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article imageThe digital farm and the impact of ‘green’ eggs

By Tim Sandle     Sep 17, 2017 in Business
Okanagan - Scientists have been tracking the environmental footprint of Canadian egg products and looking at the optimal models of farming to reduce environmental impacts. The model has utilized digital technology.
The results will be of interest to the farming community, including those thinking of setting up small holdings, as well as to the general public interested in environmental issues and with reducing environmental impact.
The study comes from the University of British Columbia’s Okanagan campus and the headline news is that poultry given vegan organic chicken feed will produce eggs with a smaller environmental footprint compared with chickens fed non-organic feeds, especially feedstuffs that contain animal by-products.
This outcome was shown by analyzing the cradle-to-customer environmental life cycle assessment of Canadian egg and egg product supply chains, undertaken by the ecological economist Nathan Pelletier. The focus of this assessment was with pinpointing opportunities for system efficiency and environmental improvements.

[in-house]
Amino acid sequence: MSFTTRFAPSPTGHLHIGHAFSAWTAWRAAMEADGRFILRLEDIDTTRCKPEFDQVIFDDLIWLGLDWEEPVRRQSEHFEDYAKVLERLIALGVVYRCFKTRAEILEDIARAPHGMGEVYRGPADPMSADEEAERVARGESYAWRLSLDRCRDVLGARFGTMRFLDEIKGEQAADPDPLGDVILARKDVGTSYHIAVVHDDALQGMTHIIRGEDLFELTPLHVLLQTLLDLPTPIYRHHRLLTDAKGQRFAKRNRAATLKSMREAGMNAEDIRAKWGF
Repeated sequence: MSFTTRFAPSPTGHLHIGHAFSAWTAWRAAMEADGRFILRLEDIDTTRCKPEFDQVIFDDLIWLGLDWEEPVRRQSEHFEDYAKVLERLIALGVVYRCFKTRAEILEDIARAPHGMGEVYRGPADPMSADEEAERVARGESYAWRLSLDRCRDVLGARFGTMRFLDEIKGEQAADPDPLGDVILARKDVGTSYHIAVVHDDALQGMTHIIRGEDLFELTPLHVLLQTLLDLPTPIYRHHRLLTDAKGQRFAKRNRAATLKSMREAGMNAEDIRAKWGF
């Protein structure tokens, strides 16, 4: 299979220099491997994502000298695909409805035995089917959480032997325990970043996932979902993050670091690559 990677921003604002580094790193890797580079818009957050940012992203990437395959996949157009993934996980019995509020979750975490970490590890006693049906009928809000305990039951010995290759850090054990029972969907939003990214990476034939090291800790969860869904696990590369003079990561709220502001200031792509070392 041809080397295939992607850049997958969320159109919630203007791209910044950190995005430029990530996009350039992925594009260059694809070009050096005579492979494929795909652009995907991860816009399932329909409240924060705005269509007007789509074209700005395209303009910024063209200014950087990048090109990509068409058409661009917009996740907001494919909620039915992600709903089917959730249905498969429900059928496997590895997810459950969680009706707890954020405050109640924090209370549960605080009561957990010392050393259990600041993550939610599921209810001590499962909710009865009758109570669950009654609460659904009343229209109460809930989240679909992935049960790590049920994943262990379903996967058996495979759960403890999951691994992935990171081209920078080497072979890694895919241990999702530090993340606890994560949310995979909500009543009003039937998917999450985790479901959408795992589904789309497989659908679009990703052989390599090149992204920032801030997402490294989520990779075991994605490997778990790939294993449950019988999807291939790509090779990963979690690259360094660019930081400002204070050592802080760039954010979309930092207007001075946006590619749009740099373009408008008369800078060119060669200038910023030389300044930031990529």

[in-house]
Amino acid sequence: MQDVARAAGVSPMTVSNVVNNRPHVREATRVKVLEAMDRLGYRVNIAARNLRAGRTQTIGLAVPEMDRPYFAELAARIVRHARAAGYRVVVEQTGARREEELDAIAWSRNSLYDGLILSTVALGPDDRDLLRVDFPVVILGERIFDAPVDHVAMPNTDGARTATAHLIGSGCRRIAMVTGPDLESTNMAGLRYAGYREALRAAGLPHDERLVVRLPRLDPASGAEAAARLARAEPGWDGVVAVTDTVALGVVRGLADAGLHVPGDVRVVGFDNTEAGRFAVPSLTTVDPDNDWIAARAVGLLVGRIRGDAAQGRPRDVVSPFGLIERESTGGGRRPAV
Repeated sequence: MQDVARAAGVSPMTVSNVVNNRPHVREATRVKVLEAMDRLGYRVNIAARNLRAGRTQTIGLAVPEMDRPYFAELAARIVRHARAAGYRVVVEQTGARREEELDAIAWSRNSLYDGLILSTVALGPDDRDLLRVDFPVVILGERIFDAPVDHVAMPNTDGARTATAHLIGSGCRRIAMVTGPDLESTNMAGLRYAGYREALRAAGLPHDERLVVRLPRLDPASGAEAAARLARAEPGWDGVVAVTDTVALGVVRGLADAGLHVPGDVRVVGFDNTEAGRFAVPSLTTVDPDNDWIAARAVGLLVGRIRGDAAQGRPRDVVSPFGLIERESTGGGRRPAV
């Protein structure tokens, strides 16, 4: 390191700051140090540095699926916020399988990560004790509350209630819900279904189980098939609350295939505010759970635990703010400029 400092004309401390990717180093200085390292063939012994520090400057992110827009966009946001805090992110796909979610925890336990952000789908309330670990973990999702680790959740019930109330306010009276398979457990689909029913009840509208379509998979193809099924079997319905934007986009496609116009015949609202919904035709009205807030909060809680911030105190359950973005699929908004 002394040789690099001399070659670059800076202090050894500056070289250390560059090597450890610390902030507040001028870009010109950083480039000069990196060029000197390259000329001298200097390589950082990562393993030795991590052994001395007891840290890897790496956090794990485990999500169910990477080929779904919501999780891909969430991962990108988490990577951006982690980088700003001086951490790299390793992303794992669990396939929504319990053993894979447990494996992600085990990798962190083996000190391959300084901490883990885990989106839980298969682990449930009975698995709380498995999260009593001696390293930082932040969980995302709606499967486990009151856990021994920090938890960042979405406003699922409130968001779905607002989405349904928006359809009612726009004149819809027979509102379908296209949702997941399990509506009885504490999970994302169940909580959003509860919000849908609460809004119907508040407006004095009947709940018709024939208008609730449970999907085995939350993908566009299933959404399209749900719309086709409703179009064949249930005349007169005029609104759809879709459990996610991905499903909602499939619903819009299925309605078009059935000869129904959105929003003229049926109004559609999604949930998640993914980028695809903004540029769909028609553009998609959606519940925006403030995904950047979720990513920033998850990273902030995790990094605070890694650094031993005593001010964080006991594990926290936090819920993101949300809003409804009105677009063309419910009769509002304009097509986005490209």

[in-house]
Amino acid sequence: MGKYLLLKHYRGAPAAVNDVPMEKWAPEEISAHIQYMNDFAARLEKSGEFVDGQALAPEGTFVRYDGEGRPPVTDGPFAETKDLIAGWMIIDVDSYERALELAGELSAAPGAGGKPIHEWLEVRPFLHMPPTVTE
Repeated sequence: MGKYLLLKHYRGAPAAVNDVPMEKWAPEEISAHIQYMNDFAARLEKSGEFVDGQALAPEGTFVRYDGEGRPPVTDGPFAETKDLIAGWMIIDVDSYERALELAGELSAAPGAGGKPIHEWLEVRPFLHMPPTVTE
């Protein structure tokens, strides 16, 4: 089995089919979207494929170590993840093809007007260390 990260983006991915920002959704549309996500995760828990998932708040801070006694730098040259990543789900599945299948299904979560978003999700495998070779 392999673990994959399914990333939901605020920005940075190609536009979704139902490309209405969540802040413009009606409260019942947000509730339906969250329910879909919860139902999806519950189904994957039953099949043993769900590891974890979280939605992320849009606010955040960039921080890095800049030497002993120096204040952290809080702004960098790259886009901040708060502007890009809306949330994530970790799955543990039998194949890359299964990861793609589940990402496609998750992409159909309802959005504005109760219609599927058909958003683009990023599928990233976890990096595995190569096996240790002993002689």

The surprise was that only a narrow set of variables, and most significantly, feed composition; contribute to differences in carbon emission production as well as resource demand. This was after taking account such factors as the type of feed and housing, right through to the type of manure used. The analysis quantified the flows and costs of materials, energy, and emissions for each step of the supply chain.
In a statement made to his university’s website, the academic said: “With over 1, 000 registered farms, producing more than 70 million tons of eggs annually, Canada’s egg industry is an excellent example of the opportunities and challenges in managing food production systems for sustainability objectives.”
The reason why feed is the number one issue is because organic feed of a non-livestock source needs fewer resources and has lower emissions when measured in comparison with conventional feed. This outcome means that farms can make a difference. In Canada alone, farms range from smaller set-ups with just a few hundred hens to those that have over 400,000 chickens; and the requirement for eggs shows no sign of slowing down. To assist farmers Dr. Pelletier aims to design an on-line tool to help farmers to measure farm-specific impacts and to set goals.
The research has been published in Journal of Cleaner Production under the title “Life cycle assessment of Canadian egg products, with differentiation by hen housing system type.”
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